Despite a support act to forget, Getintothis’ Tom Williams enjoyed a night of grime in the company of cult star Lady Leshurr.
On another intrepid trip to Liverpool’s O2 Academy with a stomach positively bursting with pancakes, we were ready to see Lady Leshurr put on a performance some of the audience will never forget.
Lady Leshurr knew how to work a crowd, and this made for one hell of a performance. The Queen, as she is so often to referred to by her loyal fanbase, has a cult following that rivals the likes of Tommy Wiseu’s The Room. One of her more famous songs that includes the lyric “brush your teeth” as a main motif, spurred her fans to bring their own toothbrushes to the show, holding them up in the air prouder than Leonardo DiCaprio holding up his long awaited Oscar.
It became apparent that Leshurr’s stylised lyrics were extremely admired by the crowd, so much so that on one of her most popular tracks she got two audience members up on stage to sing them solo style, one after the other, and got the crowd to vote for who did it better. We feel sorry for the teenage gentleman that took part because realistically, the nine year old girl that also participated was always going to win the hearts of the crowd.
All in all Lady Leshurr’s incredible stage presence and persona was one that won us over, and made the performance a lot more enjoyable, even allowing us to forget about the wet rag of an opener for an hour or so. If you are a fan of the grime scene and would like to listen to a more stylised and individual take on the genre, Lady Leshurr is definitely one to listen to, thats for sure.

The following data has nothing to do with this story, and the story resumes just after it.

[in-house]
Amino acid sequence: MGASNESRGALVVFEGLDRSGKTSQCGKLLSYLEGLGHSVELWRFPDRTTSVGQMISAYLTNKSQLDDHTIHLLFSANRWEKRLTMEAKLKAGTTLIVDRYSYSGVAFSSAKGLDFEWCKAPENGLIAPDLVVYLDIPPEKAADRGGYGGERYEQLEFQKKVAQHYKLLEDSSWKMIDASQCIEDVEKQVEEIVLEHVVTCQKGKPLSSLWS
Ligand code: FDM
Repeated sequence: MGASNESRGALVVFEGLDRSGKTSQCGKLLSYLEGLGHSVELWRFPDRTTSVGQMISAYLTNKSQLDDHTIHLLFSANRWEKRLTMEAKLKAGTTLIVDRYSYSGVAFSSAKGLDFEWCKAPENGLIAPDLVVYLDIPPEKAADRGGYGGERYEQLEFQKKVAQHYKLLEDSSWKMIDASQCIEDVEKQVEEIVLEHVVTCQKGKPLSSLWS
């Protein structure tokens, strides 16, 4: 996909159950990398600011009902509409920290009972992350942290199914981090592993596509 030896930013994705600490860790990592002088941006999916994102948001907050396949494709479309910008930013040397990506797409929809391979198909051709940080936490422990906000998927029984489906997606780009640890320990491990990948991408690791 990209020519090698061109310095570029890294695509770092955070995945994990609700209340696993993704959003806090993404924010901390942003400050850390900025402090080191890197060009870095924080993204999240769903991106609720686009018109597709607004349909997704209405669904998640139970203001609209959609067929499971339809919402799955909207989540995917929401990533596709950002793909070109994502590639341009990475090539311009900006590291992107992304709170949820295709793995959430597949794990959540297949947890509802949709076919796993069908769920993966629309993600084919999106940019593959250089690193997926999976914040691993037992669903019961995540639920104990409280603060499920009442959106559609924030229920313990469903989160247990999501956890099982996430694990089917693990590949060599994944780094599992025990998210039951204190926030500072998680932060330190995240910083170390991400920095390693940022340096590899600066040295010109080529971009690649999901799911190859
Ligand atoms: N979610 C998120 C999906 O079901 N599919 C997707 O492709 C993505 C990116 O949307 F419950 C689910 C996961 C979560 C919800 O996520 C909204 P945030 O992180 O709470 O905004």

But before the Queen was her opener Moka Blast. The set opened as most hip hop sets do, with his DJ mixing a load of songs in his own personal way, getting the crowd up and moving. Now the problem with this opener was that in between every single track the guy played, he felt it in some way appropriate to hit every single sample button he had of either gun shots, or a hip hop horn.
When Moka Blast finally came onto the stage, he proceeded to instantly start throwing his merchandise at the section that could scream the loudest. If the DJ wasn’t enough to make you feel like you were at a year six disco, then the goodies that were being passed out faster than the Millennium Falcon can do the Kessel run will certainly do the trick.
Along side the incredibly cheesy gimmicks that Mr. Blast brought to the stage, such as a money gun that broke after one use, it became grossly apparent that the artist had very little to give musically. He had beats and lyric rhythms that were near identical to that of the act he was supporting, and some truly imaginative lyrics such as, “Gotta Benz the same colour as cottage cheese” and “Club life, love life, I’m in the club, like I love life, all we do is party, all night, and head to the after party screaming thug life.” He had no memorable songs, and no redeeming qualities about him whatsoever; stooping so low as to offer someone who followed him on Instagram, in that moment, a brand new pair of headphones.
Pictures by Getintothis’ Keith Ainsworth.